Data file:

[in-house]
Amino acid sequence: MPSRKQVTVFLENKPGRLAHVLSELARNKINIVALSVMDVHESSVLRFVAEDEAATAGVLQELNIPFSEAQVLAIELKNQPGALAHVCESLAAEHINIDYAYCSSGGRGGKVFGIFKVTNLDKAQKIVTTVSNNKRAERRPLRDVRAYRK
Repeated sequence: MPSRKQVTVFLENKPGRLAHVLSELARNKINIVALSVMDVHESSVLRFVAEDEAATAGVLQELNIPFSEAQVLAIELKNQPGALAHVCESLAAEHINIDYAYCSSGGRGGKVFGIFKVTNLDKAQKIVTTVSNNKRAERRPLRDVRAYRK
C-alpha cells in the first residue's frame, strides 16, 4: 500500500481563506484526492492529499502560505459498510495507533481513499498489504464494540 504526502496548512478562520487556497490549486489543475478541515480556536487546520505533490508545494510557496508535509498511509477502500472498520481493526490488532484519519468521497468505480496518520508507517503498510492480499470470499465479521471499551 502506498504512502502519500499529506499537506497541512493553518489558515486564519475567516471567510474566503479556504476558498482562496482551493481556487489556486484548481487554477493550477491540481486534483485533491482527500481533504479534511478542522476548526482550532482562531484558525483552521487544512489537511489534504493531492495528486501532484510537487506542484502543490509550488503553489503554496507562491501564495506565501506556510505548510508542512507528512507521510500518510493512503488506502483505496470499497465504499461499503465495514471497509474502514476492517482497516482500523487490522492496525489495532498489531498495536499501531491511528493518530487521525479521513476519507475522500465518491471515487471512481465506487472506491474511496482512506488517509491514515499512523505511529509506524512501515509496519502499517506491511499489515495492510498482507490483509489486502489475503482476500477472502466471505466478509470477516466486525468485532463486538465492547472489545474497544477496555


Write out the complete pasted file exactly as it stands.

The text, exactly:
[in-house]
Amino acid sequence: MPSRKQVTVFLENKPGRLAHVLSELARNKINIVALSVMDVHESSVLRFVAEDEAATAGVLQELNIPFSEAQVLAIELKNQPGALAHVCESLAAEHINIDYAYCSSGGRGGKVFGIFKVTNLDKAQKIVTTVSNNKRAERRPLRDVRAYRK
Repeated sequence: MPSRKQVTVFLENKPGRLAHVLSELARNKINIVALSVMDVHESSVLRFVAEDEAATAGVLQELNIPFSEAQVLAIELKNQPGALAHVCESLAAEHINIDYAYCSSGGRGGKVFGIFKVTNLDKAQKIVTTVSNNKRAERRPLRDVRAYRK
C-alpha cells in the first residue's frame, strides 16, 4: 500500500481563506484526492492529499502560505459498510495507533481513499498489504464494540 504526502496548512478562520487556497490549486489543475478541515480556536487546520505533490508545494510557496508535509498511509477502500472498520481493526490488532484519519468521497468505480496518520508507517503498510492480499470470499465479521471499551 502506498504512502502519500499529506499537506497541512493553518489558515486564519475567516471567510474566503479556504476558498482562496482551493481556487489556486484548481487554477493550477491540481486534483485533491482527500481533504479534511478542522476548526482550532482562531484558525483552521487544512489537511489534504493531492495528486501532484510537487506542484502543490509550488503553489503554496507562491501564495506565501506556510505548510508542512507528512507521510500518510493512503488506502483505496470499497465504499461499503465495514471497509474502514476492517482497516482500523487490522492496525489495532498489531498495536499501531491511528493518530487521525479521513476519507475522500465518491471515487471512481465506487472506491474511496482512506488517509491514515499512523505511529509506524512501515509496519502499517506491511499489515495492510498482507490483509489486502489475503482476500477472502466471505466478509470477516466486525468485532463486538465492547472489545474497544477496555